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Broken Bow big in agribusiness

Broken Bow big in agribusiness

It may not be the center of the universe but, speaking geographically and spiritually, Broken Bow is pretty near the heart of Nebraska.

Geographically, the city is about 10 miles southeast of the very center of the state. It is the largest city in Custer County and its county seat. According to the U.S. Census Bureau, Broken Bow has a total area of about two square miles and a population of around 3,600 good people.

Platted in 1882, Broken Bow is alleged to have received its name from a homesteader named Wilson Hewitt who found a broken bow in a field at a former Native American site. The railroad came through two years later and the city was incorporated in 1888.

The area is known for agribusiness and that is the soul of Nebraska. While not all ag-based commerce takes place in Broken Bow, the city is the heart of the area. According to the latest Census of Agriculture Profile, Custer County accounts for 4% of the total agriculture sales of the State of Nebraska.

The total market value of ag products sold from Custer County producers came to $781,155,000. That was second in the state and the 47th highest amount of all the counties in the U.S. Of that amount, $556,180,000 was from the sale of cattle and calves. This was the third highest amount in the state and was the 20th highest in the entire country.

Sales of crops came to $183,505,000 (ninth in the state), of which grains and beans made up $175,785,000 (10th in the state). The census further stated that 43% of farms in Custer County have sales in excess of $100,000 per year, while 19% have sales of less than $2,500 per year.

There are reportedly 1,108 farms in Custer County covering 1,505,139 acres. The acres are divided with 65% in pastureland and 32% in cropland. Just over three-quarters of the farms in Custer County raise livestock.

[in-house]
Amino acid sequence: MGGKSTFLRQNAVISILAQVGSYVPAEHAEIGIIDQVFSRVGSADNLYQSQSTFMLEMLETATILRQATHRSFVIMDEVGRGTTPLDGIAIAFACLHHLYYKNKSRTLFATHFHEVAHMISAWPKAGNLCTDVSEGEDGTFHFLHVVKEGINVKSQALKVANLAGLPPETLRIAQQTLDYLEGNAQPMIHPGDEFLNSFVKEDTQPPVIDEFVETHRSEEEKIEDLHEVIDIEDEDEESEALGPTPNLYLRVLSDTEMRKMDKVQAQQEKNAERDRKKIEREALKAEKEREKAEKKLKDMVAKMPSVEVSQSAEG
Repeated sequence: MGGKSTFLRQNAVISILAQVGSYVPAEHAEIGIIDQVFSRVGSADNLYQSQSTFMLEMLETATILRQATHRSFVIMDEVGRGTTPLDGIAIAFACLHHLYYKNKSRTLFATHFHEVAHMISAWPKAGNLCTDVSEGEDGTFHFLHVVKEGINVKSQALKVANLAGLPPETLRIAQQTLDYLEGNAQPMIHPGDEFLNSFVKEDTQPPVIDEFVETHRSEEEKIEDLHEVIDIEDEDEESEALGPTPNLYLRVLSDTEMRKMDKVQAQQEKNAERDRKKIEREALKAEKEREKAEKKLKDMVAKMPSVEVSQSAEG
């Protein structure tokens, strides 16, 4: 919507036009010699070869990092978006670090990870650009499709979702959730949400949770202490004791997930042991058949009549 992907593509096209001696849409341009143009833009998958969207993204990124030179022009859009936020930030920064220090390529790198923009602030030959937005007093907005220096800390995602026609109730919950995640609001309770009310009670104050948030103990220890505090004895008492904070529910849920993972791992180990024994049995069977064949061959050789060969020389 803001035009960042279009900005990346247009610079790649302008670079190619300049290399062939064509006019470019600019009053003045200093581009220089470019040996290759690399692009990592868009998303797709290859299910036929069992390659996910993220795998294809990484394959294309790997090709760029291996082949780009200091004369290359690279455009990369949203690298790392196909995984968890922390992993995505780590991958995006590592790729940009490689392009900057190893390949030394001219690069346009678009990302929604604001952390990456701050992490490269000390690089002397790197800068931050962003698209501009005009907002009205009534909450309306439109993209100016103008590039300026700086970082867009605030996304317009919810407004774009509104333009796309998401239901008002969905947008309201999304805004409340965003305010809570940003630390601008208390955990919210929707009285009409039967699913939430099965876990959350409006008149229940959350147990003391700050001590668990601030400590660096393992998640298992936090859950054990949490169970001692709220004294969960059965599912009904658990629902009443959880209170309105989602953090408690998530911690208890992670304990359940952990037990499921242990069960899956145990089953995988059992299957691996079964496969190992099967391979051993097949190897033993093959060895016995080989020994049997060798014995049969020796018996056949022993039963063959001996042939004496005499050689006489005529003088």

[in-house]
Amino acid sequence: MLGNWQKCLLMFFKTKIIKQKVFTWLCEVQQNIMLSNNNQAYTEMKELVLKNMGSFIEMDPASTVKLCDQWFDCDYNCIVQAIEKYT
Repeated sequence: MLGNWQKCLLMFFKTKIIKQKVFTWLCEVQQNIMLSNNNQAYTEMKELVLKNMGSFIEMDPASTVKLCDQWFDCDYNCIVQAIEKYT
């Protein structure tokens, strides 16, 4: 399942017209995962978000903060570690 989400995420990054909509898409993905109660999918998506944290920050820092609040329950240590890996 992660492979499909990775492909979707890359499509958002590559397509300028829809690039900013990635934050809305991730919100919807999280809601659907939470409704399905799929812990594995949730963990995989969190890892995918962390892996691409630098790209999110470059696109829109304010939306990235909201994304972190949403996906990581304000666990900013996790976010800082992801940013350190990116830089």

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Nebraska’s largest feedlot, Adams Land & Cattle, with a capacity for 120,000 cattle is located two miles south of Broken Bow. Russell Adams Jr., the founder of Adams Land & Cattle, grew up on a farm northeast of Broken Bow. In the mid 1950's, Russ began the business of backgrounding cattle for resale at the local auction barns. In 1971, an additional 1,063 acres of land four miles south of Broken Bow was purchased, and a one-time capacity for backgrounding around 8,000 calves was developed.

Thirty-six percent of the farms in the county cover more than 1,000 acres, while 32% are less than 500 acres. Corn for grain is grown on 229,451 acres, soybeans on 81,655 acres. Forage on 77,704 acres and corn for silage on 16,093 acres. Of these, 26% are no-till, 23% are reduced till and 16% use cover crops.

Livestock is and always has been the biggest industry in Custer County. The census reports there are 329,990 cattle and calves in Custer County. There are also 1,849 horses and ponies, 1,535 laying hens, 1,040 goats and 991 sheep and lambs.

Broken Bow lies along the area formerly known as “Hereford Alley.” That’s because the primary beef cow in Nebraska was the Hereford and the region was replete with herds of the popular breed 70 years ago.

Dr. Alanson “Lance” Jones, of Broken Bow, was a veterinarian that worked Hereford Alley back in the 1950s and 60s. He said back then the highway wasn’t even paved yet, and all you could find were horned Herefords “and a few milk cows.” He and his wife, Nan, were also Hereford breeders. They were recently inducted into the Nebraska Hereford Hall of Fame and have a spot in the Nebraska Hereford Heritage Museum.

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Dr. Lance Jones, retired DVM and proud Hereford breeder with wife, Nan and son Bruce, was inducted into the Nebraska Hereford Hall of Fame. Here he is holding the poster that will adorn the wall of the future Nebraska Hereford Heritage Museum.

While breed preferences have shifted to Angus, the cattle business is undisputed king in Custer County, which is listed as one of the three largest cattle counties in America. Nebraska’s largest feedlot, Adams Land & Cattle, with a capacity for 120,000 cattle is located two miles south of Broken Bow.

College students visit area producers such as the Jenkins Ranch, located between Callaway and Broken Bow. In fact, Katie Stefan of Beatrice spent time with Jim Jenkins learning how to implement rotational grazing techniques and other ranching skills.